Within each module there are a variety of activities. First, the candidates are required to complete some readings. Some are chapters of selected textbooks; some are online .pdf files developed specifically for the module; and some are real–life articles.
The student doesn't just complete each reading in a vacuum. Rather, each reading is introduced and the key concepts are spelled out. Once the candidate returns to the module upon completion of the reading, he is often asked to complete an activity. This could involve completing some questions, some calculations, comparing the reading to another reading—anything that helps the student learn what is important from the reading. Once this is complete the key concepts are again summarized.
Why all this effort and repetition for a simple reading? Modern education theory acknowledges that there are many learning styles. Some candidates need to know before the reading; others need a summary after the reading is completed; and some need an activity to make the reading meaningful. We're striving to touch all bases!
Second, the candidates are asked thought questions when new concepts are introduced online. These questions ask them to think. Suggested responses are then provided for their consideration.
Third, we have a series of Ask an Actuary questions imbedded throughout each module. These are practical questions that allow the candidates to review what practicing actuaries think about various practical matters. We add mentoring to the modules through these techniques.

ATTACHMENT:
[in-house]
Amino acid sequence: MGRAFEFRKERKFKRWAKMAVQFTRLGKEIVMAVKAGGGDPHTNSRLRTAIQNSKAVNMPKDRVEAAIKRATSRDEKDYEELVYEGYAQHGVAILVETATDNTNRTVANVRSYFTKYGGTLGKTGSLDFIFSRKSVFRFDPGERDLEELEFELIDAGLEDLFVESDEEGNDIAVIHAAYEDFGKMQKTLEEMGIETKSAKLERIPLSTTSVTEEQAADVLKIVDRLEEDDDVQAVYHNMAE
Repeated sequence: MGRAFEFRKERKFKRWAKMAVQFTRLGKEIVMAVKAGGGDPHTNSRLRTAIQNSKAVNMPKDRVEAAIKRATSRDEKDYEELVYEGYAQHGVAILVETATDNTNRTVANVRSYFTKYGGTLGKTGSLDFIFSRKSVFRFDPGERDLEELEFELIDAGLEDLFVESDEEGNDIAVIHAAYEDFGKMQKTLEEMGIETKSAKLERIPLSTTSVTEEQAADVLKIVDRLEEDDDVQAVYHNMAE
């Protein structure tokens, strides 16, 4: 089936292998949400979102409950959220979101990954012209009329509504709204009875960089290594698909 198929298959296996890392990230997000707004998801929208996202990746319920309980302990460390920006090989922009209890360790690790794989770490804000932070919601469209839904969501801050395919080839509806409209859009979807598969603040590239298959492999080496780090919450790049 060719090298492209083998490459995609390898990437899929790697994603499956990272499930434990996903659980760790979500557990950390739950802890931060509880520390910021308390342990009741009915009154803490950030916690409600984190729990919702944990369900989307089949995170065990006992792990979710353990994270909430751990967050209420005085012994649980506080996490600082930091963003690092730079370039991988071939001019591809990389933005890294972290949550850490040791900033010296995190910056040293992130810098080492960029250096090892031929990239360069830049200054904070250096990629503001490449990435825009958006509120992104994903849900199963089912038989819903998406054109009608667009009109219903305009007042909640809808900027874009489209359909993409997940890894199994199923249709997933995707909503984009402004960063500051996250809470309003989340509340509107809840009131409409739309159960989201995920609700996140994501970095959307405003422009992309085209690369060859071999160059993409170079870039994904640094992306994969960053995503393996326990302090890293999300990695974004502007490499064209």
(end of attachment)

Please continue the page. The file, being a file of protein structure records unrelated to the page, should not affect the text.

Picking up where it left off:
Finally, we ask the candidates to complete case studies within each module. The case studies are designed to allow the students to practice the concepts that they have learned with real–life examples. They introduce the candidates to real–life business problems and require that they participate in their solutions. Candidates are required to do some work, which can include spreadsheet work, model building, decision making or communicating their findings to an interested stakeholder. We provide relevant work experience to the candidates here.
The candidates are encouraged to work together and are provided open forums online to discuss the course materials and assignments with other candidates. The goal is to have SOA staff and volunteers active on the forums as well.
Once the candidates are finished with the module coursework, an assessment of their learning commences.
Each candidate completes an end–of–module test to determine whether they have sufficiently grasped the key concepts introduced in the module. This is an online multiple choice test. They can repeat this test as many times as required.
After completion of the end–of–module test, the candidate then completes an end–of–module exercise. This is an exercise that requires the candidate to complete assignments that reinforce the key concepts learned when completing the module. The deliverables for the exercises are similar to the activities in the case studies. In particular, we emphasize the delivery of communication materials to other stakeholders in the problem.
The candidates must deliver their work to the SOA Education committees. They self–assess their work by comparing it to a model solution. If they believe their work is acceptable, they may proceed to a new module. SOA staff and volunteers also assess each candidate's submitted solution.
The end–of–module exercises are part of the SOA Education committee's formal assessment of each candidate's progress. Exercise work is to be the candidate's own and is subject to the same rules as any other part of a candidate's SOA basic education requirements. See sidebar on page 35.